Tuesday, 27 February 2018

Questions (68, 70, 77)

Eoin Ó Broin


68. Deputy Eoin Ó Broin asked the Minister for Housing, Planning and Local Government when he pans to bring forward regulations for the short-term letting sector. [9684/18]

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Maureen O'Sullivan


70. Deputy Maureen O'Sullivan asked the Minister for Housing, Planning and Local Government if he has spoken to the Minister for Finance regarding the negative effects a company's (details supplied) rentals are having on the private rental market; and his plans to adopt measures imposed in other EU cities that have tackled a similar problem. [9711/18]

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Barry Cowen


77. Deputy Barry Cowen asked the Minister for Housing, Planning and Local Government the status of the working group review of short term lettings regulations; and if he will make a statement on the matter. [9485/18]

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Written answers (Question to Housing)

I propose to take Questions Nos. 68, 70 and 77 together.

Under Action 18 of the Strategy for the Rental Sector, my Department established a Working Group in June 2017, with representatives of all major public stakeholders with a policy interest in short-term lettings, including from the Department of Finance, to develop guidance in relation to planning applications, changes of use relating to short-term lettings and to examine the need for new regulatory arrangements.   

The proposals under consideration by the Working Group, which has met on 6 occasions to date, are aimed at facilitating short-term letting of accommodation within permanent residences, known as home-sharing, while protecting existing stock of residential property in areas of high demand, safeguarding neighbourhood amenity and consumer protection, and generating revenue to address any negative externalities of short-term letting.

The Working Group is now working on proposals for an appropriate comprehensive regulatory approach for short-term tourism-related lettings, as well as identification of amendments to legislation as may be necessary to give effect to such regulation.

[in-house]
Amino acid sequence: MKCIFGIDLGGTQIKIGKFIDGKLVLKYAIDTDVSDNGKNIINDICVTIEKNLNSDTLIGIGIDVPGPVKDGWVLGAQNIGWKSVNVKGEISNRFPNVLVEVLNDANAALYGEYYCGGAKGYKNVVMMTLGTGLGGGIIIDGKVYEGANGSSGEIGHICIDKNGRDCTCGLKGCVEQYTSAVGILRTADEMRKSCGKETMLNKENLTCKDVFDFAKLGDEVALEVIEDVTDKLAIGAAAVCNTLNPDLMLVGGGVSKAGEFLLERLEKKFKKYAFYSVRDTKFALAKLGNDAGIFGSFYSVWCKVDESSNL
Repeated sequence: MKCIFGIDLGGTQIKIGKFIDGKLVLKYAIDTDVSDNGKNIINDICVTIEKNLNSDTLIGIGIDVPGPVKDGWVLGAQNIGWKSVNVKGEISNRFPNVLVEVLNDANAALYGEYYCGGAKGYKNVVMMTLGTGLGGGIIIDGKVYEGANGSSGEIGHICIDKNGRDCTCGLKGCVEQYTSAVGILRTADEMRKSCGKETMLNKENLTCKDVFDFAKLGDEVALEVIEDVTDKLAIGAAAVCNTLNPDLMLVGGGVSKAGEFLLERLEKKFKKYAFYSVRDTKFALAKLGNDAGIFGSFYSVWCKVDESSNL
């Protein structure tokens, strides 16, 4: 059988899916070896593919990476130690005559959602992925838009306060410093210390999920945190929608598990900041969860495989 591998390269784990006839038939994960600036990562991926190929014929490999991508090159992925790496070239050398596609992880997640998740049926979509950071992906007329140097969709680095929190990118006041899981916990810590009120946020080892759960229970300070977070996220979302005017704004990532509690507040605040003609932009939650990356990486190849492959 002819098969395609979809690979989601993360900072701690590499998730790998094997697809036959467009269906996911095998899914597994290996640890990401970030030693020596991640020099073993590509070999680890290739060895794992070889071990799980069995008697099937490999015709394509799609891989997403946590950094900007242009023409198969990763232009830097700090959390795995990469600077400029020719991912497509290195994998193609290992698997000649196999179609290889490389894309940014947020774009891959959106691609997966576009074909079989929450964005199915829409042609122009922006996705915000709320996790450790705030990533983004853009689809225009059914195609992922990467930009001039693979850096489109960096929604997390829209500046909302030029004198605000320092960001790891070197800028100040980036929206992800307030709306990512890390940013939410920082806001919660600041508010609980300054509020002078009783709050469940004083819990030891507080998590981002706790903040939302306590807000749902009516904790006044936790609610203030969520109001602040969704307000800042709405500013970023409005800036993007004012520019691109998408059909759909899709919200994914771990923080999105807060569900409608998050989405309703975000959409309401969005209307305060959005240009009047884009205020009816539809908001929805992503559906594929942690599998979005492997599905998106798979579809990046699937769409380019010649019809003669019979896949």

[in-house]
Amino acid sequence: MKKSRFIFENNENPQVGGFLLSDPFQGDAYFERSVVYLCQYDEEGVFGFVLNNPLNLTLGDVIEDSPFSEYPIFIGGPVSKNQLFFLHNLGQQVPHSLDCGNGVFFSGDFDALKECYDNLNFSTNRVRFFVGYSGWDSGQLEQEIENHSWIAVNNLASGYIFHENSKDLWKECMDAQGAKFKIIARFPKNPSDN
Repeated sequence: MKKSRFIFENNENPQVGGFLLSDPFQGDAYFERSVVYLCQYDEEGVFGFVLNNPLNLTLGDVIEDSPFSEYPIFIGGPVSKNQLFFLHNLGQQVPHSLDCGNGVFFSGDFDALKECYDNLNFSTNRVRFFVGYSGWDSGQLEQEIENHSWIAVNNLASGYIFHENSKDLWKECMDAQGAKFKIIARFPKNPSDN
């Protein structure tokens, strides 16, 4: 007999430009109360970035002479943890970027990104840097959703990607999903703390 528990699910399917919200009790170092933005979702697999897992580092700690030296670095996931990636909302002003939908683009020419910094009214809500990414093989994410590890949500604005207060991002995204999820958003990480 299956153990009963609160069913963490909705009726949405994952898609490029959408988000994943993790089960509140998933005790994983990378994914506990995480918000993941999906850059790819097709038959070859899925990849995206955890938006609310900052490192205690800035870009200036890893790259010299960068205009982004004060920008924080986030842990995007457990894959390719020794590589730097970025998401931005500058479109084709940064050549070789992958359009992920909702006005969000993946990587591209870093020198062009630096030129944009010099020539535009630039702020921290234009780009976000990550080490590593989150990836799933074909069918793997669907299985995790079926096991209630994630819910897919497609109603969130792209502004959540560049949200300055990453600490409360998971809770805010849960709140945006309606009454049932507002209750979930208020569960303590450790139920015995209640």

The Group oversaw the preparation of guidance for local authorities to assist them when considering planning applications relating to short-term lettings. My Department issued a circular in this context to all local authorities in October 2017, a copy of which is available on my Department's website at the following link:


The guidance circular is an immediate measure intended to ensure that existing planning regulations are adhered to and that they are used appropriately to facilitate genuine home-sharing and to protect the supply of rental accommodation and housing stock.  It provides guidance to planning authorities, where an application for planning permission has been made for the purpose of short-term letting.

There is a specific exemption in article 10(4) of the Planning and Development Regulations 2001 for, within certain limitations or restrictions, development consisting of the use of a house for overnight guest accommodation which, therefore, does not require planning permission. This exemption is typically or traditionally relied on in the context of provision of B&B type accommodation.  The circular does not provide guidance for planning decisions for houses that are covered by this exemption.

However, the term “house” does not, for the purposes of article 10(4), include a building designed for use or used as 2 or more dwellings or a flat, an apartment or other dwelling within such a building.  Providing overnight guest accommodation in such dwellings is therefore  specifically excluded from this exemption and may constitute a material change of use and, if it does, such use requires planning permission.

In this context, the circular provides guidance to LAs when considering applications for planning permission for a material change of use to allow short-term letting in such dwellings and also in houses that are not covered by this exemption.

This guidance is a first step, and is not intended to resolve all the issues related to short-term letting.  It does not constitute an alteration to the existing planning regulations, which are unchanged by the guidance circular.  Indeed, any changes to existing regulations relating to the exemption from the requirement to obtain planning permission are subject to approval of both Houses of the Oireachtas, as set out in the Planning and Development Act 2000, as amended.

The broader licensing and regulatory approach, on which the Working Group is developing proposals, will provide the comprehensive framework to do this.  The draft report of the Working Group is currently being finalised and I will consider its recommendations when I receive it, before initiating a targeted public consultation on the proposals.